Session Type: Poster Session (Tuesday)
Session Time: 9:00AM-11:00AM
Background/Purpose: Bone mineral density (BMD) is used for the diagnosis of osteoporosis, predicting future fracture risk, and monitoring osteoporosis treatment. Osteoporosis is defined as BMD of at least 2.5 standard deviations below the young adult mean (YAM) (T-score ≦2.5) according to World Health Organization (WHO) criteria or a BMD of 70% or lower of YAM (YAM% ≦70) according to the Japanese Society for Bone and Mineral Research (JSBMR) criteria in Japan. As is often the case, T-score or YAM% values of different skeletal sites are discordant. This means that making a diagnosis of osteoporosis may depend on measured sites. BMD of the spine and hip is usually measured for the diagnosis of osteoporosis; however, that of the distal radius is not always measured. The purpose of the present study was to clarify correlations of BMD among the three skeletal sites and evaluate whether measuring BMD of the distal radius is essential. In addition, BMD of the three skeletal sites based on patients’ age was investigated.
Methods: Two hundred and one patients between the ages of 52 and 93 with postmenopausal osteoporosis were enrolled.
BMD of the spine, hip, and distal radius was measured using dual energy X-ray absorptiometry (DXA) (Prodigy, GE Healthcare UK Ltd.). The cut-off values for the diagnosis of osteoporosis according to JSBMR criteria were used. Analyses of correlations between BMD of two skeletal sites (i.e., hip and distal radius, spine and distal radius, and hip and spine) were assessed using the t-test.
Results: YAM% of the distal radius was 61.7%, being lower than that of the spine, 80.4%, and hip, 71.9% (p >0.001) (Table 1). Correlation coefficients of BMD between the hip and distal radius, spine and distal radius, and hip and spine were 0.475965, 0.406596, and 0.415697, respectively. Among the 145 patients diagnosed as osteoporotic at the distal radius, 55 were not osteoporotic at either the spine or hip, 48 (33%) were osteoporotic at the hip but not spine, 12 (8%) were osteoporotic at the spine but not hip, and 30 (21%) were osteoporotic at both the spine and hip (Table 2). Among the 56 patients without osteoporosis at the distal radius, only one patient (1.8%) was osteoporotic at the spine and 12 (21%) were osteoporotic at the hip. YAM% of the three skeletal sites according to the patients’ age is shown in Table 3.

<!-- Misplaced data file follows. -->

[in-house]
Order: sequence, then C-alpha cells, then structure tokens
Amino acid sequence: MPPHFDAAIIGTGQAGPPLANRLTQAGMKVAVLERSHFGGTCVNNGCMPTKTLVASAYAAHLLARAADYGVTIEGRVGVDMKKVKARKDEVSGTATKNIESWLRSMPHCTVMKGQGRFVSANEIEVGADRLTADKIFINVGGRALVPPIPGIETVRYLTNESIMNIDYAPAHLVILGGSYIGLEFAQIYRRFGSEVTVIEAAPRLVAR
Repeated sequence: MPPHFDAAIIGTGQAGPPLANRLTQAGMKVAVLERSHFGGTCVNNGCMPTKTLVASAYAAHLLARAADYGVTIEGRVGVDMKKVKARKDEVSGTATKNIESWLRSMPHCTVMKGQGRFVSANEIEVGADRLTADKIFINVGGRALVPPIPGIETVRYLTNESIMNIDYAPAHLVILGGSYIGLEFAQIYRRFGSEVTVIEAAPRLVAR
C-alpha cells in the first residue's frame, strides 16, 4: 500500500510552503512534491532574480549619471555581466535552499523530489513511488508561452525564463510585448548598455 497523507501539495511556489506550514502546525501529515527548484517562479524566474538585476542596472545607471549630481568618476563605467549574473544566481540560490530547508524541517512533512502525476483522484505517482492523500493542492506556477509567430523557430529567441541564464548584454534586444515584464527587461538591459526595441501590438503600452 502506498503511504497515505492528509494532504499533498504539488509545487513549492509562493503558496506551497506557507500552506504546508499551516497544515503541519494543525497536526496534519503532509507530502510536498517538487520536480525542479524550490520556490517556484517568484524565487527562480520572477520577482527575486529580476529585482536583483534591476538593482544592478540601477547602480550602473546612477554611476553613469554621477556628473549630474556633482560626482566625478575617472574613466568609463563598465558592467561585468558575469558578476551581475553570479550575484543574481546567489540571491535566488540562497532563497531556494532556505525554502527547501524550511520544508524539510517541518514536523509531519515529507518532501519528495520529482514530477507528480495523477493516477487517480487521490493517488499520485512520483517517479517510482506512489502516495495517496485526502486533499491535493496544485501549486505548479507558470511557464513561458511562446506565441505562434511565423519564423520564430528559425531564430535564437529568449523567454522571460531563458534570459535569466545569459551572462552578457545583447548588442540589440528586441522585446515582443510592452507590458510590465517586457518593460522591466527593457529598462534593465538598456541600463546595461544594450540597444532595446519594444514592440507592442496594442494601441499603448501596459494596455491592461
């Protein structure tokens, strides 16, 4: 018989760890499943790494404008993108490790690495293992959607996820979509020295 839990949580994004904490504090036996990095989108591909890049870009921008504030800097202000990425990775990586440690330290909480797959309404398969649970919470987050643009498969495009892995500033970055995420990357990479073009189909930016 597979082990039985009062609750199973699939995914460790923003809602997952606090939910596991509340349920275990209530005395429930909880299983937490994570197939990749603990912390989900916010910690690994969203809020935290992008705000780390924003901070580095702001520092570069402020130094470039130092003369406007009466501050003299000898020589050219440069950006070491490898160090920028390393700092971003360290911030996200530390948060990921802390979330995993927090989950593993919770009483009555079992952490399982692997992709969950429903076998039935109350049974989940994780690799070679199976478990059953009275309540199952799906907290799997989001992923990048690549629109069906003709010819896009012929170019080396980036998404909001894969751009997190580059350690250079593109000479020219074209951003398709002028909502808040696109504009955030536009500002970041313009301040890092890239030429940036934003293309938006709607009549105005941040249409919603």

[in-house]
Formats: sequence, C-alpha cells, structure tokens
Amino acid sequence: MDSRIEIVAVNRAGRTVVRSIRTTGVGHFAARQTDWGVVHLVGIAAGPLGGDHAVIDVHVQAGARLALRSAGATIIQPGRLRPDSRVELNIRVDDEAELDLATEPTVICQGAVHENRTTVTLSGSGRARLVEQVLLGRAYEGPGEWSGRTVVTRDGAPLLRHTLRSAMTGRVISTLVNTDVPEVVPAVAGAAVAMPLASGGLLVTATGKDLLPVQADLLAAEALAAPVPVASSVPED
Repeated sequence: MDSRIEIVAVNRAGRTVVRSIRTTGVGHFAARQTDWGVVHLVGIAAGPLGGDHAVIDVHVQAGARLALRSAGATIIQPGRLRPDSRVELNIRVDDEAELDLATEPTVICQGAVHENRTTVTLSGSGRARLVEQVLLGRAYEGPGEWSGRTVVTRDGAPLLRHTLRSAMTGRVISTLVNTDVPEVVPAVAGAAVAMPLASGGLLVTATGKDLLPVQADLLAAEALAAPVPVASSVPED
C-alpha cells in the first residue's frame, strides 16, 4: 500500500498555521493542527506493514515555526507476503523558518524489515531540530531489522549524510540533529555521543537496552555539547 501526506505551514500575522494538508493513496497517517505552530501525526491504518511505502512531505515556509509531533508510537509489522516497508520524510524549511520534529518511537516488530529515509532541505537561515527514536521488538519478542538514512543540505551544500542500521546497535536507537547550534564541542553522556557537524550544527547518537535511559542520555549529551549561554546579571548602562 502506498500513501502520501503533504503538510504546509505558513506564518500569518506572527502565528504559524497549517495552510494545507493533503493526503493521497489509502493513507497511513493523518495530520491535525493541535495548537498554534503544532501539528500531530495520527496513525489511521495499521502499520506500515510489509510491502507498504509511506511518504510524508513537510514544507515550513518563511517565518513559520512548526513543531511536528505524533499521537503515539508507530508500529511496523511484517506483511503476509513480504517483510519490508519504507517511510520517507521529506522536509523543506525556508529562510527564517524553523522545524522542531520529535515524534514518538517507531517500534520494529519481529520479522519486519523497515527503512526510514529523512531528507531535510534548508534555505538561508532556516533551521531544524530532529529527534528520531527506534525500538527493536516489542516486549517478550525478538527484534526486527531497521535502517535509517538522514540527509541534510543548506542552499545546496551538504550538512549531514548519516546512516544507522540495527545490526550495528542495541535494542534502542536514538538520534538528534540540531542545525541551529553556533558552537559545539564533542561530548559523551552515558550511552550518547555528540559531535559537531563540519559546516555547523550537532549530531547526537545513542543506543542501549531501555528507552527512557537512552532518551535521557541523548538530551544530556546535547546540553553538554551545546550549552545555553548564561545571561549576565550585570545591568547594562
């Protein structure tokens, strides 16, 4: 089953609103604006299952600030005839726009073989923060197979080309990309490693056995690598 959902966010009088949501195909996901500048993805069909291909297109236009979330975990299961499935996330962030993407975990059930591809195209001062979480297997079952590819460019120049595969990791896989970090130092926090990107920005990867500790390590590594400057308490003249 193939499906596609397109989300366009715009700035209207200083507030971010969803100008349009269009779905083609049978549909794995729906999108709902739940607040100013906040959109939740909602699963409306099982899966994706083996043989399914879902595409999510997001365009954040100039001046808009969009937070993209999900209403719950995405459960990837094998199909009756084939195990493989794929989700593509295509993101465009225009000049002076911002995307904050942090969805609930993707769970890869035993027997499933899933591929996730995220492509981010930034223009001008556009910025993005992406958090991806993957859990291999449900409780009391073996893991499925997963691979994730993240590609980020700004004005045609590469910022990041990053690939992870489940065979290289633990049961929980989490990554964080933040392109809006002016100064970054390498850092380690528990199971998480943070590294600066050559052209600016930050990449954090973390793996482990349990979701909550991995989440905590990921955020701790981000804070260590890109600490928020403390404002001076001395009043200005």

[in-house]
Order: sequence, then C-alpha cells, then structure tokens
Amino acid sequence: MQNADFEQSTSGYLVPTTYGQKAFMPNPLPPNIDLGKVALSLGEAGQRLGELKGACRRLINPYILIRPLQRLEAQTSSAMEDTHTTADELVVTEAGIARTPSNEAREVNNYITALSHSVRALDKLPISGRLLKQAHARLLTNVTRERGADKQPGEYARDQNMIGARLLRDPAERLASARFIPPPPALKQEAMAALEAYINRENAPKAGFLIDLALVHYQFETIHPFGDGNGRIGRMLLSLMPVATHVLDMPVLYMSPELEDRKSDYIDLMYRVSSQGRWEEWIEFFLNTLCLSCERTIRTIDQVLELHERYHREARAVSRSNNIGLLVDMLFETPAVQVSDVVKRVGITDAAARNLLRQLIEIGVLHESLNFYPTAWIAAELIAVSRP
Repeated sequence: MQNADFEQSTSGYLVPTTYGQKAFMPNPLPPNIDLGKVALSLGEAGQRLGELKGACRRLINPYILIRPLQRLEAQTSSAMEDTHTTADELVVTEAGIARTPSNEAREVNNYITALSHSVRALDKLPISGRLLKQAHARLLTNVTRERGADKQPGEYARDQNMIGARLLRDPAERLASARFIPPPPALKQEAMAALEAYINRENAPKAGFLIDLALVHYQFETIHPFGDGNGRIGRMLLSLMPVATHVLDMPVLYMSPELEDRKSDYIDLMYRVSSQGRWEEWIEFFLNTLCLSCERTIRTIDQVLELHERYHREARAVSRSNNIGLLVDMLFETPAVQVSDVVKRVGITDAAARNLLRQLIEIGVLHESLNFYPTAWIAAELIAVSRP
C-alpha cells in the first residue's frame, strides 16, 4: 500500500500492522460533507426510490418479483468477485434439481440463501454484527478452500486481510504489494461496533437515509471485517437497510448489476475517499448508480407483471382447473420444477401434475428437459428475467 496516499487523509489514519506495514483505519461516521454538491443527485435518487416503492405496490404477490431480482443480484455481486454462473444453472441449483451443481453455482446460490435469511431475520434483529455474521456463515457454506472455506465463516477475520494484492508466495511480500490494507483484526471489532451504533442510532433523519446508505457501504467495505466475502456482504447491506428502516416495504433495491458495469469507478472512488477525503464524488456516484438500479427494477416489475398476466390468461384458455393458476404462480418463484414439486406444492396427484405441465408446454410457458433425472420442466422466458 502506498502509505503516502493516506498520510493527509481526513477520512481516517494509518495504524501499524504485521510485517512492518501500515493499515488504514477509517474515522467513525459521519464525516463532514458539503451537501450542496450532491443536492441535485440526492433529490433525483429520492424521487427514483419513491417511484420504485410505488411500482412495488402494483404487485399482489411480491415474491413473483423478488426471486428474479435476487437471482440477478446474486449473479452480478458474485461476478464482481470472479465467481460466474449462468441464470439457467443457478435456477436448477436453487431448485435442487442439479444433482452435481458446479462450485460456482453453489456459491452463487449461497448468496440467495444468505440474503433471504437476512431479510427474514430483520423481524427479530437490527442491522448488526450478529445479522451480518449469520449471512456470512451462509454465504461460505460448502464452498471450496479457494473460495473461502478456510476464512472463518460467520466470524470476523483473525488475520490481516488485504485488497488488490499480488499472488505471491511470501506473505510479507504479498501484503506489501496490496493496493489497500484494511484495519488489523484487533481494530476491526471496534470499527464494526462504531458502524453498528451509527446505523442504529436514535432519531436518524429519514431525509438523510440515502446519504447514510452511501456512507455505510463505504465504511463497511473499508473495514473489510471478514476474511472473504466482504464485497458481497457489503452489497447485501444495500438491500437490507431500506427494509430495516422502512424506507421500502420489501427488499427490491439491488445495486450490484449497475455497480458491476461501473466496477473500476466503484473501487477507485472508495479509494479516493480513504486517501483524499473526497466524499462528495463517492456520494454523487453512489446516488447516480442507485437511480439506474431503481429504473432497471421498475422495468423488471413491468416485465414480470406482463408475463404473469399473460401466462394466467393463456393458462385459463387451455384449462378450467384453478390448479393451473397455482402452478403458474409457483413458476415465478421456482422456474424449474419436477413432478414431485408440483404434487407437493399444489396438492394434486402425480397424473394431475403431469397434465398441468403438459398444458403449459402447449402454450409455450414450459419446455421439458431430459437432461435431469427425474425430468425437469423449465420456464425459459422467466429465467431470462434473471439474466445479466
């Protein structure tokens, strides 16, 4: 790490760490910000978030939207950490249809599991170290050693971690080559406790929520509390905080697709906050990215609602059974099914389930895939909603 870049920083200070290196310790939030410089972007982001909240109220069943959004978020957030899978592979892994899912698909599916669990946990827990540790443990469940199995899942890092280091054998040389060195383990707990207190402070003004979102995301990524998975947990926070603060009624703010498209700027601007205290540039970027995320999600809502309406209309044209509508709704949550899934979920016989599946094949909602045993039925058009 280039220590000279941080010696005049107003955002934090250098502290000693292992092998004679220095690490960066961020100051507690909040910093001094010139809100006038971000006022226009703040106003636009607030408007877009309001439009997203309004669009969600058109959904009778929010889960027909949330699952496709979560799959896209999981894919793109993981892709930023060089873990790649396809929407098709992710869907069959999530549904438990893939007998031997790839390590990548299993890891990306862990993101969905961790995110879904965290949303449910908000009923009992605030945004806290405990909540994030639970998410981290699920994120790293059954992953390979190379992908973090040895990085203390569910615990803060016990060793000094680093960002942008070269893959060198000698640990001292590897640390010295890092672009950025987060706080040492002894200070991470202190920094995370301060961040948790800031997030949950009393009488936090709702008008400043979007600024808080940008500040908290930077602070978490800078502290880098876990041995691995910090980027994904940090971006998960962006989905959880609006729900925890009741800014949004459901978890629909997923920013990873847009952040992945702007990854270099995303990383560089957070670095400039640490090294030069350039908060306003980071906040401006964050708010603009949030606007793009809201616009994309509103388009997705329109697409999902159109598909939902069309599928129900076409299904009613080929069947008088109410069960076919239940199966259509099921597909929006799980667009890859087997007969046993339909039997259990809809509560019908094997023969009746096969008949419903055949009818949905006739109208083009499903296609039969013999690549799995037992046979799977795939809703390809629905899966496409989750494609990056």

Conclusion: BMD of the distal radius is significantly lower than those of the spine and hip. Sontag reported that the radius was frequently recognized as the site of initial osteoporotic fractures among women with osteoporosis. This report might support the present study and suggest the possible susceptibility of the radius to osteoporosis as the initial site compared with the spine and hip, especially in early osteoporotic generations. Among 145 patients diagnosed with osteoporosis at the distal radius, 55 (38%) were not osteoporotic at either the spine or hip. This means that a diagnosis of osteoporosis might not be made for some patients if only BMD of the spine and hip and not the distal radius is measured. Therefore, measuring BMD of the distal radius in addition to that of both the spine and hip is highly recommended to avoid underestimating the actual value of BMD for the diagnosis of osteoporosis, especially in early osteoporotic generations.
To cite this abstract in AMA style:NAKASEKO K. Bone Mineral Density of the Spine, Hip, and Distal Radius in Patients with Postmenopausal Osteoporosis [abstract]. Arthritis Rheumatol. 2019; 71 (suppl 10). https://acrabstracts.org/abstract/bone-mineral-density-of-the-spine-hip-and-distal-radius-in-patients-with-postmenopausal-osteoporosis/. Accessed May 31, 2020.
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ACR Meeting Abstracts - https://acrabstracts.org/abstract/bone-mineral-density-of-the-spine-hip-and-distal-radius-in-patients-with-postmenopausal-osteoporosis/